Blue and white Cornishware was first made by the T G Green pottery in Derbyshire. The distinctive banded blue and white look was created by decorating the pieces with blue slip and then turning them on a lathe to remove bands of blue, leaving the white underside. It was then sealed with a clear glaze to make it suitable to be used for kitchen utensils. The name Cornishware was chosen because it reminded someone of the Cornish seaside – that is the only connection it has with Cornwall and many people collecting blue and white Cornishware may not even be aware of this.
Blue and white Cornishware was first produced in the 1920s and has been a firm favourite ever since. In England there is hardly a house that doesn’t have a couple of pieces of Cornishware handed down by Mother or Grandmother and everyday items such as coffee mugs and milk jugs are now highly collectable and fetch high prices at auctions and antique fairs.
Although all Cornishware is highly collectable the pieces that command the highest prices are the named kitchenware like storage jars, containing the name of a particular ingredient, such as Coffee, Sugar or Salt. If you are thinking of collecting blue and white Cornishware you will easily come by storage jars for Sugar, Tea and Flour as these would have been used in any household. Less common lables such as Cloves, Mace or Bath Salts will attract a higher price as they are much more difficult to find. A large proportion of Cornishware was made to order and customers were able to ask for specific lables like Nuts or Brown Flour. If you want to become a serious collector of blue and white Cornishware it would be worth to chase down some of these.
Unfortunately the T G Green Pottery went into administration in 1965 and although subsequent owners have continued to produce Cornishware the later pieces are less attractive to the collectors for the simple reason that they are freely available. As time goes on these pieces may gain in value and in particular early pieces by Judith Onions, which were made in the late 1960s, may become future collectables. You can easily identify her work by the completely different backstamp which contains her name.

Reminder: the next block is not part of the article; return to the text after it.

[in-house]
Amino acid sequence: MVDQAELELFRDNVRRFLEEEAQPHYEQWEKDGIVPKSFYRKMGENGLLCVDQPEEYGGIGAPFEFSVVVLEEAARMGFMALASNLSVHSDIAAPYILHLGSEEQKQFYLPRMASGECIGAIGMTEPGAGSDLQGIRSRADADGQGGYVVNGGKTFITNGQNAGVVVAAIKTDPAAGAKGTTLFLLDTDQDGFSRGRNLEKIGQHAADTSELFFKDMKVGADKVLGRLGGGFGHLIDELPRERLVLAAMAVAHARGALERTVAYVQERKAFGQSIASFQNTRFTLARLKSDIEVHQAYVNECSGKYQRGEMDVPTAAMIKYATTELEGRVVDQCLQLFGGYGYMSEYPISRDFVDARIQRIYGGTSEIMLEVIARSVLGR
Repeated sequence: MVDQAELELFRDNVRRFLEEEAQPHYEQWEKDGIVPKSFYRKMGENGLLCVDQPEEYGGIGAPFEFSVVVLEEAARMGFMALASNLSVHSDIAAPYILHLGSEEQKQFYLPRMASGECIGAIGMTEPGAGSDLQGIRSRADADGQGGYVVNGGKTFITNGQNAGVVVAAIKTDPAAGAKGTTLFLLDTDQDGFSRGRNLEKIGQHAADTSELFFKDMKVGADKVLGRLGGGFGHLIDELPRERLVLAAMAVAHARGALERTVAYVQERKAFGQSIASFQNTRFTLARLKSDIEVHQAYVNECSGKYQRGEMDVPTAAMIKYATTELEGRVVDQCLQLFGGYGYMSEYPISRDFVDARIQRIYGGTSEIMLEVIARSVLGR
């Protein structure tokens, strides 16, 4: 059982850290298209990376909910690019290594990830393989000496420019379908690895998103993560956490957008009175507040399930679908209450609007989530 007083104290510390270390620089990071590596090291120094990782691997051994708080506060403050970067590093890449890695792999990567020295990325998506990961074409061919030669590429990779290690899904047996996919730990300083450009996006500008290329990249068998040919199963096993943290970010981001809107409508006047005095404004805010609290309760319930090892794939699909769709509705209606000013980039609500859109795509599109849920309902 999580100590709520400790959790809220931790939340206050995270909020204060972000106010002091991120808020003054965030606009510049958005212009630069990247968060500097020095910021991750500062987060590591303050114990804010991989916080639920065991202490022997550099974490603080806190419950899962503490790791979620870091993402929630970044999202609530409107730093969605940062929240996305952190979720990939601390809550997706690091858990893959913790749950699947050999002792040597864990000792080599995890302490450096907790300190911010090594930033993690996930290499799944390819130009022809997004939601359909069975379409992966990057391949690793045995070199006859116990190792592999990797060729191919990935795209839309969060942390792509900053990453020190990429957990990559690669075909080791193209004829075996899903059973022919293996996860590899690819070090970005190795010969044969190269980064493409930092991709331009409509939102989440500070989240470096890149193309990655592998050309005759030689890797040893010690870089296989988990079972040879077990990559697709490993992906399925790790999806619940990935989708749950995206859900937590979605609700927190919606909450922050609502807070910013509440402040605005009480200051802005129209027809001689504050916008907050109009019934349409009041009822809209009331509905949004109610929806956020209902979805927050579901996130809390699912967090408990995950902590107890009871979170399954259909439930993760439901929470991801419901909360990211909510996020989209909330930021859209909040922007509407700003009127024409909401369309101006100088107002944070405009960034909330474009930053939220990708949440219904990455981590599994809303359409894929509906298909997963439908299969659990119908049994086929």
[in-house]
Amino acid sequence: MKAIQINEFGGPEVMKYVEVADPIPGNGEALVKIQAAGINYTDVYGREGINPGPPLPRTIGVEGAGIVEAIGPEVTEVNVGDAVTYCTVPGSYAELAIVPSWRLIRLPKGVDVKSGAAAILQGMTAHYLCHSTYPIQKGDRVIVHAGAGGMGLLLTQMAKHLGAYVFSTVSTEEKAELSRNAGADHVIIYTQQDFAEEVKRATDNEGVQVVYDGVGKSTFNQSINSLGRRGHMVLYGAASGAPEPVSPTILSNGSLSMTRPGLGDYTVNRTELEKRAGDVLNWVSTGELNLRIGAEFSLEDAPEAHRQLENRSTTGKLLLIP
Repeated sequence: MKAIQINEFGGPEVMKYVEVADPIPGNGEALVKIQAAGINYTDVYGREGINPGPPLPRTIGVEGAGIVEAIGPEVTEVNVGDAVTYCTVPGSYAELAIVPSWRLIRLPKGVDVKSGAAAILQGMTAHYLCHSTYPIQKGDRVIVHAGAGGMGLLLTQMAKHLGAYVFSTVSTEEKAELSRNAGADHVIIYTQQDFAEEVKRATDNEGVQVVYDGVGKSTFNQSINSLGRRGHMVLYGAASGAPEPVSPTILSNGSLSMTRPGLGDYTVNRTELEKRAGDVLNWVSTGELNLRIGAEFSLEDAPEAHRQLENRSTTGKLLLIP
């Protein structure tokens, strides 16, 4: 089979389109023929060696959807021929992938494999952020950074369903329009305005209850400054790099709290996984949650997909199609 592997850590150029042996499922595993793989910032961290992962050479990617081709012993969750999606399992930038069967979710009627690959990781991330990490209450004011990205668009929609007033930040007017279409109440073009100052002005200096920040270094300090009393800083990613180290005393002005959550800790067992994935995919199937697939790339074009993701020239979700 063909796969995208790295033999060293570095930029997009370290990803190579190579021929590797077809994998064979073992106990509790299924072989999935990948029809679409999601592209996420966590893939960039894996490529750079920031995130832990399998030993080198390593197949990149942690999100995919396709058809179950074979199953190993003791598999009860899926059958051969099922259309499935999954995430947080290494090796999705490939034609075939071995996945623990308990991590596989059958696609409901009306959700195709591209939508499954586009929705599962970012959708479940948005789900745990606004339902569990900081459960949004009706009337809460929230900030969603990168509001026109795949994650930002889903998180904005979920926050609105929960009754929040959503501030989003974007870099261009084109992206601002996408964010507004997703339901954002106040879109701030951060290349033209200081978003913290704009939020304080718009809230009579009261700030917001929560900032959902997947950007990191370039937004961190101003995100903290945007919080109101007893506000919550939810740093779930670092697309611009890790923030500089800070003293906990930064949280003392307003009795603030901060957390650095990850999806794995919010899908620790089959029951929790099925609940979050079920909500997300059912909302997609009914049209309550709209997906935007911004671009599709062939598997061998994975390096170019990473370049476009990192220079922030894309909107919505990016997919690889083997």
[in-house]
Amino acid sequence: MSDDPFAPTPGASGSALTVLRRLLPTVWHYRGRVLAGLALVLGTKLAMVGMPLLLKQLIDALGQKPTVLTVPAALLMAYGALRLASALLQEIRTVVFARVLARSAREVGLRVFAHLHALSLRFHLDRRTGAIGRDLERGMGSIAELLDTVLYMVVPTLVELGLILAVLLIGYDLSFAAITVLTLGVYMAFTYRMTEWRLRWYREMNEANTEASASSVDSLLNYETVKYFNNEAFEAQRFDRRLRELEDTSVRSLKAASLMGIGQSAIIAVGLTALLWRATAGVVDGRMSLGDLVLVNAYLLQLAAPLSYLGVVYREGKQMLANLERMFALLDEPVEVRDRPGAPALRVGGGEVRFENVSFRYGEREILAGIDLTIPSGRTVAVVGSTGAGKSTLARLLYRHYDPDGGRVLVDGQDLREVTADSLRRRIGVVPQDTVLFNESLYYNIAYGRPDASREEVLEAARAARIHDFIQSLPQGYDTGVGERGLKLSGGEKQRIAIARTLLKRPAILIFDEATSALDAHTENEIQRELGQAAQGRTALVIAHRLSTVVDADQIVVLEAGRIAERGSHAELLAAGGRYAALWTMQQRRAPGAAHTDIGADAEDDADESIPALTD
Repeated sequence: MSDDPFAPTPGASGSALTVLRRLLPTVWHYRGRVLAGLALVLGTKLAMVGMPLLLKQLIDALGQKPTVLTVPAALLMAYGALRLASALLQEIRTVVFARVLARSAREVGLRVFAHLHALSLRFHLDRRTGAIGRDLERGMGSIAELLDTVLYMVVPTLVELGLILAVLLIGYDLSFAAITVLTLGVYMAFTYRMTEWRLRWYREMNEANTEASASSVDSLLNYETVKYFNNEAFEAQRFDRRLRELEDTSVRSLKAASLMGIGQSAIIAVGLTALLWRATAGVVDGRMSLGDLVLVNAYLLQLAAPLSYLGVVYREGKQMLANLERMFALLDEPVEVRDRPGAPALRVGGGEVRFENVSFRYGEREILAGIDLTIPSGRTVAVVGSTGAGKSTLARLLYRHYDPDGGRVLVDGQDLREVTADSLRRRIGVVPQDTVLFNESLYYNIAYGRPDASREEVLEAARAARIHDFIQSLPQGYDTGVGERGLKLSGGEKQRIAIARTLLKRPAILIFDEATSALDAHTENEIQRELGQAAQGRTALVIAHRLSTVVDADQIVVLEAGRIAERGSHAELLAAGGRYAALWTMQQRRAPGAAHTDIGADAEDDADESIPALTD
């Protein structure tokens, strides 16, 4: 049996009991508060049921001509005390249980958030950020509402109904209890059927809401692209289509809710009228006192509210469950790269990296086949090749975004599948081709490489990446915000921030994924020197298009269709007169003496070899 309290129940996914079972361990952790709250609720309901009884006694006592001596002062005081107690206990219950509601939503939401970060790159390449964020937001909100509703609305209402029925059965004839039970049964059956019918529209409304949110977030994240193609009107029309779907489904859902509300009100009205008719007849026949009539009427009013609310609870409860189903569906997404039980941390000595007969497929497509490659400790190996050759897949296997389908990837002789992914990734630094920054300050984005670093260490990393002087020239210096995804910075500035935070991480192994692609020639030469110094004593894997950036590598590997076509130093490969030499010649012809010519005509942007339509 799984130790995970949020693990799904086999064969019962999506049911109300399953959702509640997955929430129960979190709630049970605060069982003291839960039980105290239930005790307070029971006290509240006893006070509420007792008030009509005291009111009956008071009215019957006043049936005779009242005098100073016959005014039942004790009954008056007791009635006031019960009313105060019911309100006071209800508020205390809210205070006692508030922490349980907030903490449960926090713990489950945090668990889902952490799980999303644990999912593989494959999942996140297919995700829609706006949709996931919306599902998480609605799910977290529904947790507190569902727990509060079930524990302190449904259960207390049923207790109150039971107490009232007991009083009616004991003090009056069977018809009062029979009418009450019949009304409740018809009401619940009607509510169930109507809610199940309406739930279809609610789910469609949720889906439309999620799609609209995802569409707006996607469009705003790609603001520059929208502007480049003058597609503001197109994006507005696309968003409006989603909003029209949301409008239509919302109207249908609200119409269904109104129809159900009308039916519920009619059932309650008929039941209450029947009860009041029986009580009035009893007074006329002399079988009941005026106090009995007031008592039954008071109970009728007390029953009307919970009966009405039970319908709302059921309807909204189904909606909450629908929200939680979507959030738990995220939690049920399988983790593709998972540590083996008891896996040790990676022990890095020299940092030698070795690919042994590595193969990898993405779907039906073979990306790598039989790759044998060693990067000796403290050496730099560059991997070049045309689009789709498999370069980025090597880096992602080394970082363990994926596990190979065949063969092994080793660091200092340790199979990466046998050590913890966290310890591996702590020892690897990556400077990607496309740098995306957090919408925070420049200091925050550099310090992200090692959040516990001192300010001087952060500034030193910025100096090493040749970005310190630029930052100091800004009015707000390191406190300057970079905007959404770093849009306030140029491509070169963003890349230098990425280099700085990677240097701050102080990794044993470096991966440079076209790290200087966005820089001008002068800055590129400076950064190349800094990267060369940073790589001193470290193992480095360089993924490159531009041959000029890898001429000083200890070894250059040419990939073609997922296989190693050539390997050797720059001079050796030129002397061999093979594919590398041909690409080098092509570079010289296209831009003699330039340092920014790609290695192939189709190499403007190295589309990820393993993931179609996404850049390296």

It is quite difficult to date original Cornishware because a number of different backstamps were used for overlapping periods. If you are interested in becoming a collector of blue and white Cornishware there is an excellent website which gives information about the different backstamps, it is called cornishware.biz. If you know your backstamps you should also be able to avoid fakes and, unfortunately, due to the popularity of blue and white Cornishware there are a number of fakes making the rounds on internet auctions and also at auction houses.
As a potential collector you should appreciate that blue and white Cornishware was made to be used as household crockery and for everyday use. It is therefore not easy to find perfect pieces and minor damage, such as chips, wear, cracks or crazing is not unusal. You need to examine a piece thoroughly for damage and also, if you are buying a jar with a lid make sure that the lid is the original and not a later replacement. Original pieces in perfect condition fetch the highest prices and, if you want to become a serious collector of blue and white Cornishware you should look for the rarest labels.